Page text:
Dissonance within Resonance

While slowly awakening this morning, drifting between brief wakefulness and lapses back into sleep, I found myself suddenly in a dimly lit hallway, searching for a stairwell or exit, when I noticed a television monitor suspended from the wall. Thinking that it might be useful in some way, I went toward it in an attempt to reach the “on” button, and when I stretched out my arm, my whole body seemed to lift off the ground and I was able to press the “on” button easily, before landing gently once again on the floor. As I did, my mind came back to semi-consciousness, and the words, “dissonance within resonance,” repeated several times in my mind.

The dictionary lists a common use of the word “resonance,” to mean “…a sound produced by a body vibrating in sympathy with a neighboring source of sound.” It has also come to mean a quality of an individual or idea, “…to strike a chord or evoke an emotional response by a sympathetic reverberation in another.” Dissonance, conversely, refers to that which is “inharmonious,” or involves “disagreement or incongruity.”

When an idea, or a feeling, or a person seem to “resonate” with us, it doesn’t necessarily mean that we are totally sympathetic with the idea, completely harmonious with the feeling, or one hundred percent compatible with the person. Certain aspects of the resonance are strong enough to warrant our “sympathetic reverberation,” and subsequent familiarity with the idea, feeling, or person may help us to understand the exact nature of the emotional response, giving us a better idea of why each of them “strike a chord.”

There are times in our lives, particularly in times of great stress, or when faced with perplexing personal circumstances, when we experience conflicting inclinations or confusion regarding our deeper longings or leanings. In psychology, the term “cognitive dissonance,” refers to “…psychological conflict resulting from simultaneously held incongruous beliefs and attitudes.” When I find myself in this condition, I don’t often know how to respond. Each moment is filled with a certainty about the existence of the feeling, and yet, a chaotic swirl of uncertainty as to how to deal with the feeling.

Sean Scully – “Wall of Light Desert Night” – 1999 – Modern Art Museum of Fort Worth

The incongruous nature of temporal circumstances in a degree of disharmony with those of the spiritual sort used to be a great deal more daunting for me to comprehend and to address, and there are still times when I am perplexed by the character of the experiences surrounding particular events and pivotal moments. I used to attribute the disharmonious parts to my own inability to bring the circumstances together correctly. It always seemed to me that there was something wrong with ME. I have come to understand that the very nature of life itself is rooted in uncertainty, and that it is largely undetermined, with a few areas of relative certainty discovered in the laws governing the natural world.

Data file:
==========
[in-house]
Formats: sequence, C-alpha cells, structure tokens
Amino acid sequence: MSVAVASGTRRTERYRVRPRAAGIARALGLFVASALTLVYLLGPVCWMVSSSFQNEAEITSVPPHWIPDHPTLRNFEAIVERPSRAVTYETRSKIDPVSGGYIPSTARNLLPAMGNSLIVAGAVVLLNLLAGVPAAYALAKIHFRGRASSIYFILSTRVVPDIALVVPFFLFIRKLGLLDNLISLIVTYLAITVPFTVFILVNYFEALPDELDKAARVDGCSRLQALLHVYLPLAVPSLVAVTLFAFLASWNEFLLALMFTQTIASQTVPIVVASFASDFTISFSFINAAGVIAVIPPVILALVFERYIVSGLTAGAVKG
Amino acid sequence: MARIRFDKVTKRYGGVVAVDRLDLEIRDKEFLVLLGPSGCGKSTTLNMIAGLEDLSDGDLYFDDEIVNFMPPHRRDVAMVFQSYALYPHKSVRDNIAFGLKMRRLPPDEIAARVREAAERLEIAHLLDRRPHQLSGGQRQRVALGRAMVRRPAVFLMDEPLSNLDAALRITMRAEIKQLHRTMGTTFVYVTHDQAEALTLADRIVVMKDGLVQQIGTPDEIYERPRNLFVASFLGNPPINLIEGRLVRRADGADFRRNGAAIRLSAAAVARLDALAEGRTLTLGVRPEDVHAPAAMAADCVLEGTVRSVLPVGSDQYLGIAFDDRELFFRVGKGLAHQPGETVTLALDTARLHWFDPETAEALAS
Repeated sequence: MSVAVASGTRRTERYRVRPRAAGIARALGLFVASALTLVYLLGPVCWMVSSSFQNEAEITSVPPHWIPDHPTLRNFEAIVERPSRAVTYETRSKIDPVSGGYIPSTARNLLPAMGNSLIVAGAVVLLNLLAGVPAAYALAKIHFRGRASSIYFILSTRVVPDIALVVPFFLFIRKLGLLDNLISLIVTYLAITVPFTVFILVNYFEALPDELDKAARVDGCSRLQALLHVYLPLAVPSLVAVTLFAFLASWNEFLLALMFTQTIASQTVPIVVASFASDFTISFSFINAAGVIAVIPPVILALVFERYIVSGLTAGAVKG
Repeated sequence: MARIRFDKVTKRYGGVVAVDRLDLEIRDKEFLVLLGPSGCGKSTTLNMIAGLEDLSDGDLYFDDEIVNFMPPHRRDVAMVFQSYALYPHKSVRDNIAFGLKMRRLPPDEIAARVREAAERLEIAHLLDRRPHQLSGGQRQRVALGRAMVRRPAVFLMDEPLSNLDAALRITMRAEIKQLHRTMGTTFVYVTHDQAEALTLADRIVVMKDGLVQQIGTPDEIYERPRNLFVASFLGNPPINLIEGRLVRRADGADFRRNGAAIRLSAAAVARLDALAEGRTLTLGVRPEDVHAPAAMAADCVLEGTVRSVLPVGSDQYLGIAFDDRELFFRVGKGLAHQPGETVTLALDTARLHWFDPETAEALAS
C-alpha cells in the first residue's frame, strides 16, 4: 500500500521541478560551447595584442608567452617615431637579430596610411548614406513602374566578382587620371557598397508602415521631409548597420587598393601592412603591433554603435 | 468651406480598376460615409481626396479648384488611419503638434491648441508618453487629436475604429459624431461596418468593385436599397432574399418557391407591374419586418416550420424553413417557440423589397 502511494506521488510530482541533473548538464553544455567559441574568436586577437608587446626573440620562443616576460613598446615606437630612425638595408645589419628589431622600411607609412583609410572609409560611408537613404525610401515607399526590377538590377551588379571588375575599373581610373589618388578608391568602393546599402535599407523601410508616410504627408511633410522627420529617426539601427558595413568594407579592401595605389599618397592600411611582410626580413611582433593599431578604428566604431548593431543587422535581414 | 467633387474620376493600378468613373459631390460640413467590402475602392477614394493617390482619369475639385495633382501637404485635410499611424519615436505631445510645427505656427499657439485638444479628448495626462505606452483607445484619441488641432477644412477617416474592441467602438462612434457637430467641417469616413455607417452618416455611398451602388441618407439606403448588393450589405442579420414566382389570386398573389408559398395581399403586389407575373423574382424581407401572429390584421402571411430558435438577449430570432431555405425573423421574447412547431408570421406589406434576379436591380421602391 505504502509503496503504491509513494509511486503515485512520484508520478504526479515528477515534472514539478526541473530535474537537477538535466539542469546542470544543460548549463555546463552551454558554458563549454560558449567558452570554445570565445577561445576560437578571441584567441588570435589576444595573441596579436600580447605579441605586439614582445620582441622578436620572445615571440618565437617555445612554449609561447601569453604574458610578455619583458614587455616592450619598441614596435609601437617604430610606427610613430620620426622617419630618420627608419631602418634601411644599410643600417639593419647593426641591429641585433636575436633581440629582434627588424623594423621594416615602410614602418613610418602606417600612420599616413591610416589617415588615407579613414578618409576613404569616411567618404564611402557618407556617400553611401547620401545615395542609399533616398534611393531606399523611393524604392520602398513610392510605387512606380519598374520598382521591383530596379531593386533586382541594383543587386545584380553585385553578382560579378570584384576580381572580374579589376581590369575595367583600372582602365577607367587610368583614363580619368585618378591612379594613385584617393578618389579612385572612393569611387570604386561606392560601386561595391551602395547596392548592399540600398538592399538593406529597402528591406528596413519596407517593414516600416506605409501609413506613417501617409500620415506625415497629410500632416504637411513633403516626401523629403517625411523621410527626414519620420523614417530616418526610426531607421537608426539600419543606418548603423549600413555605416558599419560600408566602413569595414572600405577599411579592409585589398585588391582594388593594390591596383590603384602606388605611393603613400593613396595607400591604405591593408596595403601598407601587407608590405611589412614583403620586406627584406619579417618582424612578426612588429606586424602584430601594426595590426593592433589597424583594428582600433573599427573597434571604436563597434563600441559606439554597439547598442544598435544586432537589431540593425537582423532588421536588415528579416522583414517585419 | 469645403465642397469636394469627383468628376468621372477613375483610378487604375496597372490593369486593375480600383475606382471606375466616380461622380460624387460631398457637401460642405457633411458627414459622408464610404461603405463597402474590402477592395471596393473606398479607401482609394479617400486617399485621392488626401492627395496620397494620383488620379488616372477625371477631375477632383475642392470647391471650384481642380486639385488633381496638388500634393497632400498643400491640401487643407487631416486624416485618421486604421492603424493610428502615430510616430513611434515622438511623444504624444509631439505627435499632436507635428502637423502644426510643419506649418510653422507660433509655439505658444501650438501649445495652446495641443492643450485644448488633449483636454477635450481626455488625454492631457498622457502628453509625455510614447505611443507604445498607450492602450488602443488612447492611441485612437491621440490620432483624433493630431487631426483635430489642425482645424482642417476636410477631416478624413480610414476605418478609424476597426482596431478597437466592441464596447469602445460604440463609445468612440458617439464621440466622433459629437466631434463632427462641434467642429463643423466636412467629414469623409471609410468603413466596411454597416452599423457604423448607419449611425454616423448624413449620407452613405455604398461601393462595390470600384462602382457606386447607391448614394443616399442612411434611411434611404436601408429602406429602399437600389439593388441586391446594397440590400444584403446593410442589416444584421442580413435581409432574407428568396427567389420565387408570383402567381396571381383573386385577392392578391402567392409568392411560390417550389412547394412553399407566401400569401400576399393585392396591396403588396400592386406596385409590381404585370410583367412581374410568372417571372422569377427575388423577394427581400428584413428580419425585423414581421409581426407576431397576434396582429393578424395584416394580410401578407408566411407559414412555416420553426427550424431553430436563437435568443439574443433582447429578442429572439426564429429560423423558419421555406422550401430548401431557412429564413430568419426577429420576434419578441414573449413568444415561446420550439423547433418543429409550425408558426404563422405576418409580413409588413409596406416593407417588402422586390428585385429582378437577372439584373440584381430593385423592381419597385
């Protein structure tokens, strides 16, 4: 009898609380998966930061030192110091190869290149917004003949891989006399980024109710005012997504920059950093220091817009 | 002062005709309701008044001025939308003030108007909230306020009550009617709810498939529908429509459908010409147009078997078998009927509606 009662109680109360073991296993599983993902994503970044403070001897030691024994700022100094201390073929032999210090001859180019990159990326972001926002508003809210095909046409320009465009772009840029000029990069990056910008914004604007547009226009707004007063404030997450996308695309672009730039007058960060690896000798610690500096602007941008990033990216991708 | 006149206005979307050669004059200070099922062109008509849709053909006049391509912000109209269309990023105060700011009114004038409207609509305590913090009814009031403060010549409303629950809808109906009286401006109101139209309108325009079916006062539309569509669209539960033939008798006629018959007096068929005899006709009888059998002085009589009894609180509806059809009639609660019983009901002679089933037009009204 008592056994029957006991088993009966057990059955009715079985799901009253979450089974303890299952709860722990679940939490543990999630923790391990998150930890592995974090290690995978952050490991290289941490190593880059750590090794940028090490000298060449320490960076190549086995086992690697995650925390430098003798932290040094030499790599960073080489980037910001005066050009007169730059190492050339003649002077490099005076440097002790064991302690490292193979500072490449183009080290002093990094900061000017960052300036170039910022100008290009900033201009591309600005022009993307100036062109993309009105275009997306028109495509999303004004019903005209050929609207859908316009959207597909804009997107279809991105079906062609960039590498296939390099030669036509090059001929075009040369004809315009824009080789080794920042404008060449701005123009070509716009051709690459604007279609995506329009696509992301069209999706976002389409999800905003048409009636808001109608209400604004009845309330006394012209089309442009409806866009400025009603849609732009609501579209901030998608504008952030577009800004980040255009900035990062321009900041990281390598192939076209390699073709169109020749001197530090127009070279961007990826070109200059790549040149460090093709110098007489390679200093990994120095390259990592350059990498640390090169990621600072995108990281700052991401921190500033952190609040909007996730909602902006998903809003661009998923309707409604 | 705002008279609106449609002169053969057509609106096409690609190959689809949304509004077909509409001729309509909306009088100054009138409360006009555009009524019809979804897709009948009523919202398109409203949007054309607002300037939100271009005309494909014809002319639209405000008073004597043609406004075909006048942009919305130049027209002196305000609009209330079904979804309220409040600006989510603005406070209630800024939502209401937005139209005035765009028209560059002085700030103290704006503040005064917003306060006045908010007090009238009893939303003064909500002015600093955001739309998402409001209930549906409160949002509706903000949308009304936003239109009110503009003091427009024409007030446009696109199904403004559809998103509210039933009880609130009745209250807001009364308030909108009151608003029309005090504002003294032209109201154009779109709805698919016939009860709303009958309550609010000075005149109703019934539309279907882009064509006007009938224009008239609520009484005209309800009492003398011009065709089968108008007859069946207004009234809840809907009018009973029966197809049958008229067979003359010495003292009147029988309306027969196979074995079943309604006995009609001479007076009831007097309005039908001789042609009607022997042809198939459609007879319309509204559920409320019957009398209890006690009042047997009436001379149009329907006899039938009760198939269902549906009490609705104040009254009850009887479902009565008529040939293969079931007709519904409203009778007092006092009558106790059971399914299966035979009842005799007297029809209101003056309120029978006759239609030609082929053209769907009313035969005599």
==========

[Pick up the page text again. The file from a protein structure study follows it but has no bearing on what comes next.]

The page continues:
The laws of physics are both beautiful and exquisitely mathematical and can be relied upon to predict many outcomes with astonishing precision. However, as well equipped as we are through science to understand the nature of particular phenomena, the interaction of those elements, particularly with the unpredictable intervention of human beings and unforeseen natural events, is far less comprehensible. Certainty is elusive in the wildness of the universe.

In my view, beyond the laws of physics, the dogma of religion, and the world of the phenomenal and predictable, is the realm of the unseen forces that drive life itself. Over the centuries since humans became conscious, intelligent creatures, we have felt this pull toward the poorly understood universe of the unseen–what is often referred to as the universe of the spirit. The degree to which we can interact with it and gain access to it, is at the heart of the uncertainty of life.